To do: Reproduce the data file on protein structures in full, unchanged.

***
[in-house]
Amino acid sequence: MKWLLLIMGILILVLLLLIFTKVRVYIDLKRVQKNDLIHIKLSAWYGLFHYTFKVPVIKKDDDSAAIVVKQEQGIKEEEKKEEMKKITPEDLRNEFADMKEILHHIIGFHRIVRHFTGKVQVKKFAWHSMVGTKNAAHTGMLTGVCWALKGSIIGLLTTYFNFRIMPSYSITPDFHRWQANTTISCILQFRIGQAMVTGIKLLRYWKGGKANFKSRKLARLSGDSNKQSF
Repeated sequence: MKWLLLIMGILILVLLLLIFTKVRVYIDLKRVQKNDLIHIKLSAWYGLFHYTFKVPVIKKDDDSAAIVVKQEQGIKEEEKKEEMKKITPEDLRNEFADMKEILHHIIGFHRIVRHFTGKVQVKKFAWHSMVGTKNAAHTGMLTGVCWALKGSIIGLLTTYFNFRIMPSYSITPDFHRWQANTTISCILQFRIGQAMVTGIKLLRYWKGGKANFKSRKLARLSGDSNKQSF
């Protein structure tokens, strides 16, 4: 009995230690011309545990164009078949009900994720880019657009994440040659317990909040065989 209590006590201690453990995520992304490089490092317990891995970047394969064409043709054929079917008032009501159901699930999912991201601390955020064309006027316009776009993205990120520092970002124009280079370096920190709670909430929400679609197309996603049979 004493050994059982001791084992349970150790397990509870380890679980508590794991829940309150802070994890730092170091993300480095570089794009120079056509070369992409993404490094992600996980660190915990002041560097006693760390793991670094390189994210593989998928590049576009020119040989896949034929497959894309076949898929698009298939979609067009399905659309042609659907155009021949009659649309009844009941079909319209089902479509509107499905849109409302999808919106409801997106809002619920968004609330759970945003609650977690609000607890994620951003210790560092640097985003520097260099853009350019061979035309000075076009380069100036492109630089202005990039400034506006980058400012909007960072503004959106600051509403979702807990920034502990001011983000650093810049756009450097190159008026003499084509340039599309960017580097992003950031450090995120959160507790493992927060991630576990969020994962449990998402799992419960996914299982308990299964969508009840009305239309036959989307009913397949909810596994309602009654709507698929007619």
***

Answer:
[in-house]
Amino acid sequence: MKWLLLIMGILILVLLLLIFTKVRVYIDLKRVQKNDLIHIKLSAWYGLFHYTFKVPVIKKDDDSAAIVVKQEQGIKEEEKKEEMKKITPEDLRNEFADMKEILHHIIGFHRIVRHFTGKVQVKKFAWHSMVGTKNAAHTGMLTGVCWALKGSIIGLLTTYFNFRIMPSYSITPDFHRWQANTTISCILQFRIGQAMVTGIKLLRYWKGGKANFKSRKLARLSGDSNKQSF
Repeated sequence: MKWLLLIMGILILVLLLLIFTKVRVYIDLKRVQKNDLIHIKLSAWYGLFHYTFKVPVIKKDDDSAAIVVKQEQGIKEEEKKEEMKKITPEDLRNEFADMKEILHHIIGFHRIVRHFTGKVQVKKFAWHSMVGTKNAAHTGMLTGVCWALKGSIIGLLTTYFNFRIMPSYSITPDFHRWQANTTISCILQFRIGQAMVTGIKLLRYWKGGKANFKSRKLARLSGDSNKQSF
């Protein structure tokens, strides 16, 4: 009995230690011309545990164009078949009900994720880019657009994440040659317990909040065989 209590006590201690453990995520992304490089490092317990891995970047394969064409043709054929079917008032009501159901699930999912991201601390955020064309006027316009776009993205990120520092970002124009280079370096920190709670909430929400679609197309996603049979 004493050994059982001791084992349970150790397990509870380890679980508590794991829940309150802070994890730092170091993300480095570089794009120079056509070369992409993404490094992600996980660190915990002041560097006693760390793991670094390189994210593989998928590049576009020119040989896949034929497959894309076949898929698009298939979609067009399905659309042609659907155009021949009659649309009844009941079909319209089902479509509107499905849109409302999808919106409801997106809002619920968004609330759970945003609650977690609000607890994620951003210790560092640097985003520097260099853009350019061979035309000075076009380069100036492109630089202005990039400034506006980058400012909007960072503004959106600051509403979702807990920034502990001011983000650093810049756009450097190159008026003499084509340039599309960017580097992003950031450090995120959160507790493992927060991630576990969020994962449990998402799992419960996914299982308990299964969508009840009305239309036959989307009913397949909810596994309602009654709507698929007619």